**Please note that Solver Foundation is no longer supported.**

A colleague posted an interesting question to an internal discussion board the other day:

Given a set of code blocks changed between two versions of the same binary, and approximated code coverage for the new binary, what are the optimal tests that cover all changed part of the new binary and are least costly to run?

Example:(A “1” in a cell (Bi, Tj) means that block i is tested by test j)

B1 B2 B3 B4 B5 B6 Cost T1 1 1 1 1 1 1 50 T2 0 1 1 1 1 1 20 T3 1 1 1 0 0 0 15 T4 0 0 0 1 1 1 15 The optimal solution is T3, T4 with minimized cost 15 + 15 = 30. The best greedy solution that we have is T2, T3 with cost 20 + 15 = 35.

The colleague who posted this question also posted a mathematical formulation for the problem:

Binary integer problem statement:One constraint for each binary block that needs to be covered to make sure we archive maximum coverage. One variable for each test in the list that we try to optimize.

Block 1: X1 + X3 > 0

Block 2: X1 + X2 + X3 > 0

Block 3: X1 + X2 + X3 > 0

Block 4: X1 + X2 + X4 > 0

Block 5: X1 + X2 + X4 > 0

Block 6: X1 + X2 + X4 > 0X1, X2, X3, X4 = {0, 1}

Cost function to optimize: 50*X1 + 20*X2 + 15*X3 + 15*X4

It’s simple to model this problem using Solver Foundation. Let’s break it down:

- We have
**sets**of tests and code blocks. - One input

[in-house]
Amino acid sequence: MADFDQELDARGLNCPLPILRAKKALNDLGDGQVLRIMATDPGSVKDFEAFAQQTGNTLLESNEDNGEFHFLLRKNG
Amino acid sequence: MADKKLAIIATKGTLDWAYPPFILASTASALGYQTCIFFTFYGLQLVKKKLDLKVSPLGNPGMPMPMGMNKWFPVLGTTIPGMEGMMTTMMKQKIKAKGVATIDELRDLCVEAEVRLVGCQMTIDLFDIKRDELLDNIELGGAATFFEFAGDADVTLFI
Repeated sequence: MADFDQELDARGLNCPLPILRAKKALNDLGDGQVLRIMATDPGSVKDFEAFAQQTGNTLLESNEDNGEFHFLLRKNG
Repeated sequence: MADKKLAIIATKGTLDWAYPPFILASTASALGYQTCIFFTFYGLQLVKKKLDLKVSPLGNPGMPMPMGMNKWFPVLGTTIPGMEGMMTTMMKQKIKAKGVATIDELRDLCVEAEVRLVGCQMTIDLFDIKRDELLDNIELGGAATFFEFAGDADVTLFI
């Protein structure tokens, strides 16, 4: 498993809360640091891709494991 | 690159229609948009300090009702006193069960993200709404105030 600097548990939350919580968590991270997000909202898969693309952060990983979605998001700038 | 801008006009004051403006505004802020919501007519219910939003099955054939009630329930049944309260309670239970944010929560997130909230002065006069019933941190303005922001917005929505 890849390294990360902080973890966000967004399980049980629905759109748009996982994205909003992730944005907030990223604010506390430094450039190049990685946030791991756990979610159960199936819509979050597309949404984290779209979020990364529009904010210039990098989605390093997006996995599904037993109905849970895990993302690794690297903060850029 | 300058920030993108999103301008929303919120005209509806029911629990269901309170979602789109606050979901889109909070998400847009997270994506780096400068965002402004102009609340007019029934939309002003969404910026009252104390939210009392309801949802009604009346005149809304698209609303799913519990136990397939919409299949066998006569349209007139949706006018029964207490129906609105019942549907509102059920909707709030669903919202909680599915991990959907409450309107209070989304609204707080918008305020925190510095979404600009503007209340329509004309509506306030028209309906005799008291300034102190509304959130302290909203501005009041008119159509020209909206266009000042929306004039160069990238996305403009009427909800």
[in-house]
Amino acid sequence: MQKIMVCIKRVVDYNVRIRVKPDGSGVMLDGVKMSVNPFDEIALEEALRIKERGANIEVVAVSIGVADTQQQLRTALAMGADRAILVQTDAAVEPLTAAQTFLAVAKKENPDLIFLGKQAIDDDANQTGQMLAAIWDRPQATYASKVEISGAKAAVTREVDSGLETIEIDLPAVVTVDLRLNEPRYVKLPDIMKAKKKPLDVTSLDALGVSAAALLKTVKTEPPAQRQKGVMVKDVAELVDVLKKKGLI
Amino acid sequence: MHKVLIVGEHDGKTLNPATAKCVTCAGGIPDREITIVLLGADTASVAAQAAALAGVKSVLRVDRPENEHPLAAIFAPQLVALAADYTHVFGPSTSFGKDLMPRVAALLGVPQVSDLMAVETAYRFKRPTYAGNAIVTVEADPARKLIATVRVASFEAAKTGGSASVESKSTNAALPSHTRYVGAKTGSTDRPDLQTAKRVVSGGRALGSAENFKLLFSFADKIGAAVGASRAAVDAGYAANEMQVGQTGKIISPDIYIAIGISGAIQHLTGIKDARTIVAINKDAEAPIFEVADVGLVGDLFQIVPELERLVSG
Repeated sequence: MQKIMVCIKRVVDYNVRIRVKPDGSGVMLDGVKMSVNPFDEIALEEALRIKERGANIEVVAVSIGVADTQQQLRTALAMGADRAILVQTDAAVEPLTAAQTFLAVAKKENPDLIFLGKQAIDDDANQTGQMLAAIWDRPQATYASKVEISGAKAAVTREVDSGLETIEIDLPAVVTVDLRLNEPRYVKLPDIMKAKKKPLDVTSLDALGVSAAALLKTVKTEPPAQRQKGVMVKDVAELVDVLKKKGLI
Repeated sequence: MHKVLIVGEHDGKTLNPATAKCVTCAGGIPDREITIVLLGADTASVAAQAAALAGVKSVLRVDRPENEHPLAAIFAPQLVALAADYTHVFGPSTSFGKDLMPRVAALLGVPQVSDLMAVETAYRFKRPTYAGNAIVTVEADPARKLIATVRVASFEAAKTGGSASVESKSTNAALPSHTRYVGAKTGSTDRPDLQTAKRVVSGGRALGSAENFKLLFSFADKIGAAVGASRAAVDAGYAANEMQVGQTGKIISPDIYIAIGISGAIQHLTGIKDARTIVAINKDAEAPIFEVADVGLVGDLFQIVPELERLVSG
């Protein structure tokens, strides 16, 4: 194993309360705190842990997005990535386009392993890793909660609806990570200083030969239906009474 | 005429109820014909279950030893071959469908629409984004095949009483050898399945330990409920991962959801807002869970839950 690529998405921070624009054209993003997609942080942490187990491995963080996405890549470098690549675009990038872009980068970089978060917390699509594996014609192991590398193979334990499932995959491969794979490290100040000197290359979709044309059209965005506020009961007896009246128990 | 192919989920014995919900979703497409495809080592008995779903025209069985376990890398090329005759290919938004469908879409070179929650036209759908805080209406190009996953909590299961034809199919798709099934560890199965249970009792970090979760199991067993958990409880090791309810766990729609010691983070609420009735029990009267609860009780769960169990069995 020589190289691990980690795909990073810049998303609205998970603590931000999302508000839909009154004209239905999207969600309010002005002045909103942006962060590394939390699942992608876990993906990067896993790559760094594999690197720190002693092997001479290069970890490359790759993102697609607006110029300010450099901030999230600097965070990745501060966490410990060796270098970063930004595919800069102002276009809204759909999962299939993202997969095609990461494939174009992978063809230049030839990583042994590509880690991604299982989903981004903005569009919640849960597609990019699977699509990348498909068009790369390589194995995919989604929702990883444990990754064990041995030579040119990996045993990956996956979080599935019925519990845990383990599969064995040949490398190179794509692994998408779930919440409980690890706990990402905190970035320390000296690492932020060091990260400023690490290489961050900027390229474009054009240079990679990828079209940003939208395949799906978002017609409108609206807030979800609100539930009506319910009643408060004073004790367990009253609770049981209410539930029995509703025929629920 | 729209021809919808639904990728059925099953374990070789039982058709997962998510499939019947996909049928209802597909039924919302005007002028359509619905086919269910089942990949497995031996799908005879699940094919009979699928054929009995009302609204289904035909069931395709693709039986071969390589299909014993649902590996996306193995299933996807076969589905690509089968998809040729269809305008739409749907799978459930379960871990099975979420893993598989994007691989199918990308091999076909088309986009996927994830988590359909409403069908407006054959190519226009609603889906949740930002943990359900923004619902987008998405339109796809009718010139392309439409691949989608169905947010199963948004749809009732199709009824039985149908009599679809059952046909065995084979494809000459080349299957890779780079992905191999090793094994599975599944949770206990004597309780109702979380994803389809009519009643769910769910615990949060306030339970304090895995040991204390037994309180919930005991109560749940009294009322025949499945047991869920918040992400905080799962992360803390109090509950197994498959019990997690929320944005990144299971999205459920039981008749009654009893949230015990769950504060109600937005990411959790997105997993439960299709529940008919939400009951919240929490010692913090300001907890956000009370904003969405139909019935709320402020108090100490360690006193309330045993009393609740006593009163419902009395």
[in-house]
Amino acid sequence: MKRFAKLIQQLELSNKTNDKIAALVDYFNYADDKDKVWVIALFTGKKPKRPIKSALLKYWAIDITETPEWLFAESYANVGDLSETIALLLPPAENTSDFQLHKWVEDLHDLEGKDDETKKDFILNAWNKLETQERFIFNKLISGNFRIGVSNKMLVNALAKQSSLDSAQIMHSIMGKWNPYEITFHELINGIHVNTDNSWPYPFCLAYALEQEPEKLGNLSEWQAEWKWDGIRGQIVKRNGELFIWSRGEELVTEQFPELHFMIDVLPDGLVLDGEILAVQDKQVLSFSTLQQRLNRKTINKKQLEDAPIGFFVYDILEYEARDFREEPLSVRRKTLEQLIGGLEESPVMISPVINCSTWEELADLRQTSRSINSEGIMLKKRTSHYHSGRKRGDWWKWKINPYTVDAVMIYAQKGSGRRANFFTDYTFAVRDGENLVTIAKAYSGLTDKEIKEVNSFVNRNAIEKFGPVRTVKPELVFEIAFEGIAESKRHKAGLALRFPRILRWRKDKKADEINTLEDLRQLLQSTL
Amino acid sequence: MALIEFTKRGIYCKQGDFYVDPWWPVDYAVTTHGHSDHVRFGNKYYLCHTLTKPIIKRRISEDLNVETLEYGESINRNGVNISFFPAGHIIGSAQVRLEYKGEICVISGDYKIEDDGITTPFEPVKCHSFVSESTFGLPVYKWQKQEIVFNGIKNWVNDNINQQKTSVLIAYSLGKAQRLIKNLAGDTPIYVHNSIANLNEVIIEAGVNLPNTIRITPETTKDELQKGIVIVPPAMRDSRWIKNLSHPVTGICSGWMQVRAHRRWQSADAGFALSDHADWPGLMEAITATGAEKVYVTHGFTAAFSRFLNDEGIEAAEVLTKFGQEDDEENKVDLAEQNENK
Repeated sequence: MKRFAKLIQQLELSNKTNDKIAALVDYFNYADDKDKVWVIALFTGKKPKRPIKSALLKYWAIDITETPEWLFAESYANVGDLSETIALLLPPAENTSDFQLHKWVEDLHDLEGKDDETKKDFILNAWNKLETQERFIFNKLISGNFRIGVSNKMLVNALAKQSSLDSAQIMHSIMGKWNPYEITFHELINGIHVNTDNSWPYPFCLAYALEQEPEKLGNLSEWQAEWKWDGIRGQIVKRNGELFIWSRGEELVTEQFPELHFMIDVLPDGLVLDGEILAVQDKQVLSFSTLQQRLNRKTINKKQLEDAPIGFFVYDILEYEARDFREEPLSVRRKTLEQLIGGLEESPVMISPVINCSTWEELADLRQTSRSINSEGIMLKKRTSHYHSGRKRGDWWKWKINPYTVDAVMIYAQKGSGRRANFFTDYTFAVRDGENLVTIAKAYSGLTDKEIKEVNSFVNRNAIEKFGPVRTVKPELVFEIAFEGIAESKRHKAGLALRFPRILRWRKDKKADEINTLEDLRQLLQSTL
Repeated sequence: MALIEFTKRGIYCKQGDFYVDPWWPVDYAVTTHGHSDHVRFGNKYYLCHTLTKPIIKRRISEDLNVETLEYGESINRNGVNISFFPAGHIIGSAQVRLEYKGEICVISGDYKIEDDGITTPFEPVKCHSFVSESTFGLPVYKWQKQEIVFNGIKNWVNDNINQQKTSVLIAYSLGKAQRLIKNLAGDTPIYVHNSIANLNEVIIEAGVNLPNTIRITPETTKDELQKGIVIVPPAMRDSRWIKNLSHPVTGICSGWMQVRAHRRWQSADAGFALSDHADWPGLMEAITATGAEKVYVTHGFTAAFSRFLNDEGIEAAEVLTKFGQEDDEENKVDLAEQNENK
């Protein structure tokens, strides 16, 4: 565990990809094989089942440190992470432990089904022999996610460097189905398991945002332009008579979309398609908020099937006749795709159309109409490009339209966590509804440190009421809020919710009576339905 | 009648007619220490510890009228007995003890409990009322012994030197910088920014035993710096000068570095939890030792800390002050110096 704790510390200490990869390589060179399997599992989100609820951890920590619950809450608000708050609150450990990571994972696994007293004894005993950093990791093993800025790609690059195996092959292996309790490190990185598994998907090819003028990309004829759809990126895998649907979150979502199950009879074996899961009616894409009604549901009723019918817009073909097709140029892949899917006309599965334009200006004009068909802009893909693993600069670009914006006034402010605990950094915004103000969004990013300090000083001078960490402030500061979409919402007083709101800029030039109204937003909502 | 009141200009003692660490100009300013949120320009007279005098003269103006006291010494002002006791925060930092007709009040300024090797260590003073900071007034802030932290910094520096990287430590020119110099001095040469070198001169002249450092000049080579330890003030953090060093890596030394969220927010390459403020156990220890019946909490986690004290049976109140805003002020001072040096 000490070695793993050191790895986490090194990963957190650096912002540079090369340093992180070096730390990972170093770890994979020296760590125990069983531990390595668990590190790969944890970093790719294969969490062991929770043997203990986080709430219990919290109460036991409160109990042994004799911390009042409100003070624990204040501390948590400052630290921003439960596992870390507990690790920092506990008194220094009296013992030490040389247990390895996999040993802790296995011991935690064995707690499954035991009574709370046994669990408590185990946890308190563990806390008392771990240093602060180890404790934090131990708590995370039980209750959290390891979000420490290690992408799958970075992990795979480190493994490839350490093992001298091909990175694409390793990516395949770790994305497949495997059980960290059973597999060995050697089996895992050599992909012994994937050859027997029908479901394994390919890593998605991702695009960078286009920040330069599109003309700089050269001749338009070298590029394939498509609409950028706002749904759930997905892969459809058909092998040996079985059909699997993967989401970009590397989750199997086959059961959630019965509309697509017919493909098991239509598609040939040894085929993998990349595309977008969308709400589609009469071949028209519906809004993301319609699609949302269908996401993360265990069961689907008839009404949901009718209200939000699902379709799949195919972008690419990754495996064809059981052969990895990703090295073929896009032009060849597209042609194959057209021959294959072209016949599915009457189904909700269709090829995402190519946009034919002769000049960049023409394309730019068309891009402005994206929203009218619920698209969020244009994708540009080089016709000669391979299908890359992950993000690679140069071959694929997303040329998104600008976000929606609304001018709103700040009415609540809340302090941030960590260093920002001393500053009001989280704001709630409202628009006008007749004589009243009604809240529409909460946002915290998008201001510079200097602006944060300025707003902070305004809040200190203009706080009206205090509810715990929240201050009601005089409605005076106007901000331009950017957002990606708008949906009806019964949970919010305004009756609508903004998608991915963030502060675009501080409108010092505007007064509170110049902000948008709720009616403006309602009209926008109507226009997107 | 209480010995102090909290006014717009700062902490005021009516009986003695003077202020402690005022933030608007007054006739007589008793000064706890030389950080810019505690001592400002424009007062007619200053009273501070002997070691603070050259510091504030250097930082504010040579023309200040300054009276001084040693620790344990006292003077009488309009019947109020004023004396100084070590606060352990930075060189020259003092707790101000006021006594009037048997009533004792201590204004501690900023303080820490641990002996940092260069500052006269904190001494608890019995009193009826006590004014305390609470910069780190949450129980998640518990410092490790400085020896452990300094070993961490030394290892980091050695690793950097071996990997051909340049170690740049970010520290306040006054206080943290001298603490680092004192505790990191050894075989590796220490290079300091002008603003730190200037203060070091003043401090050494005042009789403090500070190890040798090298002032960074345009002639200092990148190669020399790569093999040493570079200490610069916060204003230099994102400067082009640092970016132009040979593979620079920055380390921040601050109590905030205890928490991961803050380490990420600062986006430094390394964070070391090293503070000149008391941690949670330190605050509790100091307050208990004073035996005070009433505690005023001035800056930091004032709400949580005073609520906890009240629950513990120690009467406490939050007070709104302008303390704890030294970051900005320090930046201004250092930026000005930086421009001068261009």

**parameter**is a matrix of 0-1 values that indicate which tests exercise which blocks. - Another input is the cost of running each test.
- We want to
**decide**whether or not to run each test. - Our
**constraint**is to make sure that each block is covered. - We want to
**minimize**the total**cost**of running the active tests.

Here is the OML. If you run Excel, change the editing mode to manual, paste the OML, then paste the table above and set up the data binding then you can run it for yourself. If you play around you will see that you can easily solve much larger instances.

Model[ Parameters[ Sets, Tests, Blocks ], Parameters[ Integers[0, 1], Cover[Tests, Blocks] // the cells in the matrix below ], Parameters[ Integers[-Infinity, Infinity], Cost[Tests] // the cost column ], Decisions[ Integers[0, 1], RunTest[Tests] // whether to run test i ], Constraints[ Constraint1 -> Foreach[{b, Blocks}, Sum[{t, Tests}, Cover[t, b] * RunTest[t]] >= 1] // ensure coverage ], Goals[ Minimize[ Goal1 -> Sum[{t, Tests}, Cost[t] * RunTest[t]] // minimize cost ] ] ]

I posted this solution to the alias, and the subsequent feedback was very interesting! The original poster was pleased to have a solution and followed up privately with some questions about the installation requirements for Solver Foundation,etc. He was happy. Another contributor recognized this as a set-covering problem, assumed it couldn’t be solved efficiently, and started proposing LP relaxations and heuristics. Another went into details about complexity theory and the difficulty of finding polynomial time approximation algorithms for set covering problems. Another simply doubted that the proposed solution would work (but didn’t try it). While these are interesting topics for discussion, it loses sight of the fact that the situation is that an engineer wants to solve a problem. Mixed integer programming solvers (like the ones inside Solver Foundation) are incredibly robust and mature; the products of decades of research. A one-off implementation of a specialized algorithm is likely to be less efficient and less robust than a highly tuned, professional grade solver. If an off the shelf solution works, then grab it with both hands and move on with life! Don’t try and be a hero (unless you plan to get a research paper out of it).

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